Do you have any idea which smoking-related disease is the number one cause of death among smokers? If you're thinking it's lung cancer or COPD/emphysema, you're wrong. While both of these smoking-related diseases do claim a lot of lives, it is heart disease that that holds the top slot in the list of diseases that kill smokers.
Heart disease is the leading cause of death in the United States today, and the leading cause of death among smokers. And, on a global level, researchers report that there were 1,690,000 premature deaths from cardiovascular disease among smokers in the year 2000. In contrast, there were approximately 850,000 lung cancer deaths during the same year, and 118,000 COPD deaths from smoking in 2001, worldwide.
Smoking is hard on the heart, but the fact is, tobacco use plays a role in a multitude of diseases that ultimately lead to disability and/or death. Cigarette smoke contains over 4,000 chemical compounds; 200 of which are known to be poisonous, and upwards of 60 have been identified as carcinogens. Viewed in that light, it's no wonder that the effects of smoking are so widespread and destructive.
Let's take a look at how cigarette smoke affects our bodies, from head to toe. You may be surprised at some of the ways smoking has a negative impact on our health.
- Smell and staining
- Less sense of smell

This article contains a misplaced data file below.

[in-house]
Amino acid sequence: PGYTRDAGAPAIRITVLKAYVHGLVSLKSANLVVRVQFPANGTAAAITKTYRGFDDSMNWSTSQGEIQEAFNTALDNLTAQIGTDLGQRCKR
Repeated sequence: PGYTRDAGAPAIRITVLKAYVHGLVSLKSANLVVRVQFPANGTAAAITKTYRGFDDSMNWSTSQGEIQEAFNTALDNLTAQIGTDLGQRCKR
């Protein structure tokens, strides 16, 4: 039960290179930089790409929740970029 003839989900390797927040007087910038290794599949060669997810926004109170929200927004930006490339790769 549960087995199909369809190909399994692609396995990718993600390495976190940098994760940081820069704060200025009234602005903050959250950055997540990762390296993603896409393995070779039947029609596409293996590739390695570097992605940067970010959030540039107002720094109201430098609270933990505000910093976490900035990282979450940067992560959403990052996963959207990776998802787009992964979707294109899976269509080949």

- Cancers of the lips, mouth, throat and larynx
- Cancer of the esophagus
- Sore throat
- Reduced sense of taste
- Breath smells of smoke
- Lung Cancer
- COPD (includes chronic bronchitis and emphysema)
- Cough and sputum
- Shortness of breath
- Colds and flu
- Complicates Tuberculosis
- Weakened immune system
- Spontaneous abortion/miscarriage
- Ectopic pregnancy
- Abruptio placentae
- Placenta previa
- Premature rupture of the membranes
- Premature birth
- Smaller infant(for gestational age)
- Stillborn infant
- Birth defects, e.g. congenital limb reduction
- Increased nicotine receptors in baby's brain
- Increased likelihood of child smoking as a teenager
- Possible predisposition to adult anxiety disorders
One thing is certain: Cigarettes snuff out life at an alarming rate. Statistics tell us that upwards of half of long-term smokers will die a smoking-related death. And globally, that presently translates to nearly 5 million deaths a year. Put another way, someone loses their life to smoking every 8 seconds somewhere in the world.
If you currently smoke, use this information to help you see your smoking habit for what it is - a deadly addiction that you can live without. The tools here at About.com Smoking Cessation are designed to help you learn what nicotine addiction involves and what it takes to quit smoking.
As humans, we are incredibly resilient. While not all smoking damage is reversible, so much can be healed, even after years of smoking.
Take back your life. You deserve the freedom and long-lasting benefits that smoking cessation brings.
The Tobacco Atlas: Health Risks. 2008. World Health Organization.
WHO/WPRO - Smoking Statistics. 28 May, 2002. World Health Organization.